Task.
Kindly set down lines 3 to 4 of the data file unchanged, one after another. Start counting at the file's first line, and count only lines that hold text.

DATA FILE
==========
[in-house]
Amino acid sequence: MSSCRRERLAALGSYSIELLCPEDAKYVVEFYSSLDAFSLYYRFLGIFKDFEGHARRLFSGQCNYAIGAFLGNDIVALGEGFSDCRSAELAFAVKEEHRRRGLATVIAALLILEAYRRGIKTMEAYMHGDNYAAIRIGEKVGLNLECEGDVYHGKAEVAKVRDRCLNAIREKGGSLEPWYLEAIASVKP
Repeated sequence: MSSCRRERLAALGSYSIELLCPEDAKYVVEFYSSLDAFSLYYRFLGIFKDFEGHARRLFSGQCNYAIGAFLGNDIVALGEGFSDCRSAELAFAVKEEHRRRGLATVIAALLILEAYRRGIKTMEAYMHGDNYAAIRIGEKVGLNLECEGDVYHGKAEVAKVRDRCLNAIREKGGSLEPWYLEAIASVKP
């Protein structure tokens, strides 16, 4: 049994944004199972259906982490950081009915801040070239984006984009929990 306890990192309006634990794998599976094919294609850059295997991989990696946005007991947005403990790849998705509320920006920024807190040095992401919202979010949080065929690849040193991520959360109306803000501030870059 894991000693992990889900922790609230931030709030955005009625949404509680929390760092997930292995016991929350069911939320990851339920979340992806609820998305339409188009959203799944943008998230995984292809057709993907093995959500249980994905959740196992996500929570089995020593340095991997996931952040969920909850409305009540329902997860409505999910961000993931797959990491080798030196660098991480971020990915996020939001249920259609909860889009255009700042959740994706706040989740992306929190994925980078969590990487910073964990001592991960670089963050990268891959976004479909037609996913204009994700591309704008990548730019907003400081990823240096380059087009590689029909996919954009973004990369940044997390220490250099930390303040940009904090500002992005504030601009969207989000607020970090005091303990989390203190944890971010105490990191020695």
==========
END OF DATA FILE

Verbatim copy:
Repeated sequence: MSSCRRERLAALGSYSIELLCPEDAKYVVEFYSSLDAFSLYYRFLGIFKDFEGHARRLFSGQCNYAIGAFLGNDIVALGEGFSDCRSAELAFAVKEEHRRRGLATVIAALLILEAYRRGIKTMEAYMHGDNYAAIRIGEKVGLNLECEGDVYHGKAEVAKVRDRCLNAIREKGGSLEPWYLEAIASVKP
């Protein structure tokens, strides 16, 4: 049994944004199972259906982490950081009915801040070239984006984009929990 306890990192309006634990794998599976094919294609850059295997991989990696946005007991947005403990790849998705509320920006920024807190040095992401919202979010949080065929690849040193991520959360109306803000501030870059 894991000693992990889900922790609230931030709030955005009625949404509680929390760092997930292995016991929350069911939320990851339920979340992806609820998305339409188009959203799944943008998230995984292809057709993907093995959500249980994905959740196992996500929570089995020593340095991997996931952040969920909850409305009540329902997860409505999910961000993931797959990491080798030196660098991480971020990915996020939001249920259609909860889009255009700042959740994706706040989740992306929190994925980078969590990487910073964990001592991960670089963050990268891959976004479909037609996913204009994700591309704008990548730019907003400081990823240096380059087009590689029909996919954009973004990369940044997390220490250099930390303040940009904090500002992005504030601009969207989000607020970090005091303990989390203190944890971010105490990191020695």